Rhubarb

Rhubarb

Not many people are ambivalent about rhubarb. Do you love it or hate it?

I like to have a clump of rhubarb in the garden that, with little effort on my part, reliably pops up every year. First the tiniest spear emerges, followed by a bright green crinkly leaf that gradually unfolds as the rhubarb rises from the ground.

We seem to have two different varieties; one produces long, slim deep pink stems and the other stout, green stems with just a touch of red that grow almost as thick as my wrist if I leave them for too long.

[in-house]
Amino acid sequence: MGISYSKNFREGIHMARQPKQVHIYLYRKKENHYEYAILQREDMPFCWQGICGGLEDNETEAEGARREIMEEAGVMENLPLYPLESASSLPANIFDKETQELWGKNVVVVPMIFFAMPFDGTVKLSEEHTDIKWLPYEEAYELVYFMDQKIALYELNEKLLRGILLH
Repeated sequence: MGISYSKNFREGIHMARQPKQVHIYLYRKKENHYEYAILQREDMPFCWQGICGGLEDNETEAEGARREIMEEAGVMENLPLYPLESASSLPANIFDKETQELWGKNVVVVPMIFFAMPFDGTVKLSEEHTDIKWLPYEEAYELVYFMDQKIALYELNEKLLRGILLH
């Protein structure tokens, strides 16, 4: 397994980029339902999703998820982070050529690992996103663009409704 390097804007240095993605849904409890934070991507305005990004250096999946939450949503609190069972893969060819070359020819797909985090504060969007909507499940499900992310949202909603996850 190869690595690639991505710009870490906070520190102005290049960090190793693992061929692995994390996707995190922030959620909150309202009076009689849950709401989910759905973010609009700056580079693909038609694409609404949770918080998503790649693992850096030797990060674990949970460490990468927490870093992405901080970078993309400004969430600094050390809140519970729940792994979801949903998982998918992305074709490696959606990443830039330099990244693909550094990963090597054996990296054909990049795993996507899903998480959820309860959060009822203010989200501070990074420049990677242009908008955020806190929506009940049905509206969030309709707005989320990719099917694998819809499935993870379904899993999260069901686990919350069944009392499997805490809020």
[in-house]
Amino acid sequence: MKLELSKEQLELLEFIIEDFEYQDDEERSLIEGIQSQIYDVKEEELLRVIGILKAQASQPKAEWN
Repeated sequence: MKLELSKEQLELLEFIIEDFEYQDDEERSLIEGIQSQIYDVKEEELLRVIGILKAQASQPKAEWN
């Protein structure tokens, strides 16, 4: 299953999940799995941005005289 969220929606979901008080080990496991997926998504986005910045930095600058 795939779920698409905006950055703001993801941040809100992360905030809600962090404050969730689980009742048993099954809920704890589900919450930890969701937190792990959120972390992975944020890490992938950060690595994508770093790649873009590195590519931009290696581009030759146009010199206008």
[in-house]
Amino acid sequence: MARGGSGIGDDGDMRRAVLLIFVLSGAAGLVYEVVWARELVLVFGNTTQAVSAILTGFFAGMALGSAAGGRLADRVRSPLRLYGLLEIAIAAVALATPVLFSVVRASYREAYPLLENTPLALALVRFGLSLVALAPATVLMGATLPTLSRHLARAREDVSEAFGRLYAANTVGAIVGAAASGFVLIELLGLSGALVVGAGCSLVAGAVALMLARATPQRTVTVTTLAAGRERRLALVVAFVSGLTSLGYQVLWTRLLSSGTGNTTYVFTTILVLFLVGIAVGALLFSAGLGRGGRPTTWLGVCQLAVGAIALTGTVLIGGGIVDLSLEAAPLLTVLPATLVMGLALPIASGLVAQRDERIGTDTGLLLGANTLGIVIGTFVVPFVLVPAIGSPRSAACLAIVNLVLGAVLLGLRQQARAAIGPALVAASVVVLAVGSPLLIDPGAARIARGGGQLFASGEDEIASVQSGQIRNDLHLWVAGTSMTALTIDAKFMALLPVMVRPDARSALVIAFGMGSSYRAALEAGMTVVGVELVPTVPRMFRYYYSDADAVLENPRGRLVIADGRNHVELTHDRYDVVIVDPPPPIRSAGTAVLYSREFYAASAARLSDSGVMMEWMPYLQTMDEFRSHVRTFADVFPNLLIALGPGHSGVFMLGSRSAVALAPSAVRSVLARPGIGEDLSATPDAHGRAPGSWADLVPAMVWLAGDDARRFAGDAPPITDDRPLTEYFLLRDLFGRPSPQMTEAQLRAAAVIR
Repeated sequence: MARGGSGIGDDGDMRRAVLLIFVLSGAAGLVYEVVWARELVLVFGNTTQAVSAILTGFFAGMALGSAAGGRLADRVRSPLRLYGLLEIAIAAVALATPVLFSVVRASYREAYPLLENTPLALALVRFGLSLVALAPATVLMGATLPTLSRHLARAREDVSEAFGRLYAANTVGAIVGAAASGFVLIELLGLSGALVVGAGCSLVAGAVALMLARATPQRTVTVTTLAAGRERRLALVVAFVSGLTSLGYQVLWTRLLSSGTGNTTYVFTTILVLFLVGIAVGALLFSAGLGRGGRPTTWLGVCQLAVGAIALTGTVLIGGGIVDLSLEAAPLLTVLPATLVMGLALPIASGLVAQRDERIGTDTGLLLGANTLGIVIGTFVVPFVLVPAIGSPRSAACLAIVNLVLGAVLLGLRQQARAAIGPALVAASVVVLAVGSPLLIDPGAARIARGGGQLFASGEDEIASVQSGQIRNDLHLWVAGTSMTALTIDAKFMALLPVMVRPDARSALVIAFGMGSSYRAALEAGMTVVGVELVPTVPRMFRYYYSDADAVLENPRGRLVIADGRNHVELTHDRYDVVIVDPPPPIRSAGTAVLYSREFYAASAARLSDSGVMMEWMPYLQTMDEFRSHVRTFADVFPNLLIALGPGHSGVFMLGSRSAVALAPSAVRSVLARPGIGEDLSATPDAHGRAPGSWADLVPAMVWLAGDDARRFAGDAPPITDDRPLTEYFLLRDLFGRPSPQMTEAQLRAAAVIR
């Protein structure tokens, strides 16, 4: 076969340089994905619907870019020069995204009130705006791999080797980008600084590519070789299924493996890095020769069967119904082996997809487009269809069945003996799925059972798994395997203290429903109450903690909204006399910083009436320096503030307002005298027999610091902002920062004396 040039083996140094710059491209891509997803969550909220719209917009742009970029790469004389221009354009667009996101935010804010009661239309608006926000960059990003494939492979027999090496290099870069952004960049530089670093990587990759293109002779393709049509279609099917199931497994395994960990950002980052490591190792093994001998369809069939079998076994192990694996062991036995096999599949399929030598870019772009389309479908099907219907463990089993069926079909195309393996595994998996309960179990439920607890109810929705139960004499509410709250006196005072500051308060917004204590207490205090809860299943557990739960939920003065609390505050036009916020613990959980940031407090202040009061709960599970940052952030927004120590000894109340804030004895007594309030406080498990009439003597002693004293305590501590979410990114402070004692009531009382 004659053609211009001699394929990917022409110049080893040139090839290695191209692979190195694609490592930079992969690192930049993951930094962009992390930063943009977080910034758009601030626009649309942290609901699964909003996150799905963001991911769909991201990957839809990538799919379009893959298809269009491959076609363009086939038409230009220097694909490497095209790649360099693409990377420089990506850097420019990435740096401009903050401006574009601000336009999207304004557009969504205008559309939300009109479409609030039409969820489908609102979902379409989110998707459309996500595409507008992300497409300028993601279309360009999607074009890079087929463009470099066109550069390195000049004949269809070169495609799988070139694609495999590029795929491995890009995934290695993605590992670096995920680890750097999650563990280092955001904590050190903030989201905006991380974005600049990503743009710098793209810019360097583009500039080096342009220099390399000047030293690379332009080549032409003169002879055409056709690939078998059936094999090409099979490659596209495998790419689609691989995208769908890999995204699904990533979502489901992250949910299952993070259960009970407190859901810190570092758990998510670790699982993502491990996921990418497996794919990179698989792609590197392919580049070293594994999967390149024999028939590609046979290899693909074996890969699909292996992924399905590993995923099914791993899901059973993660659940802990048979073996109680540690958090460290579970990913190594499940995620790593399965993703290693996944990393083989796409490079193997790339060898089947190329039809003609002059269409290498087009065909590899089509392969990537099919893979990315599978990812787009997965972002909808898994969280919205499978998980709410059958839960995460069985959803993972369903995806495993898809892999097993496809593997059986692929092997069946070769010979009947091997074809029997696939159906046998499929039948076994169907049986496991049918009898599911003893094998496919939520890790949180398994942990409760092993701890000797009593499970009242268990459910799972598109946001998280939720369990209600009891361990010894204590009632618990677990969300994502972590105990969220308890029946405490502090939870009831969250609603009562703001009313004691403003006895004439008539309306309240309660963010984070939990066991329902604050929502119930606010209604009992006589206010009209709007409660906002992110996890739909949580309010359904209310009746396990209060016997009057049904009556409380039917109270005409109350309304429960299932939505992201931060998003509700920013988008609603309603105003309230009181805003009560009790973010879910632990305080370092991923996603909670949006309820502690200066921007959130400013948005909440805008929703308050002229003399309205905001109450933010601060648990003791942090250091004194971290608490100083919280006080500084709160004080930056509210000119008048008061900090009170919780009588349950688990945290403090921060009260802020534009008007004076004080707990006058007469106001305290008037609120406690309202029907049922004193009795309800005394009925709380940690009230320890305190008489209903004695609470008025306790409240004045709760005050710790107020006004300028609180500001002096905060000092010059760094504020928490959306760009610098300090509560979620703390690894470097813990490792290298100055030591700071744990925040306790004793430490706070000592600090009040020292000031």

Mostly I just mix chopped rhubarb with some sugar and a couple of tablespoons of water and bung it in the oven for 15 minutes to make a compote. A dash of sloe gin negates the furry tongue syndrome as do a few strawberries.

The compote can be eaten on its own, with yoghurt or folded into a custard and cream mixture to make a fool, though I only use the red rhubarb for that as the green stems make a rather sludgy looking fool. I’ve frozen plenty of rhubarb crumbles so that on cold winter days I can quickly heat them up to to eat surrounded by a moat of custard.

There are a few more ways to use rhubarb below.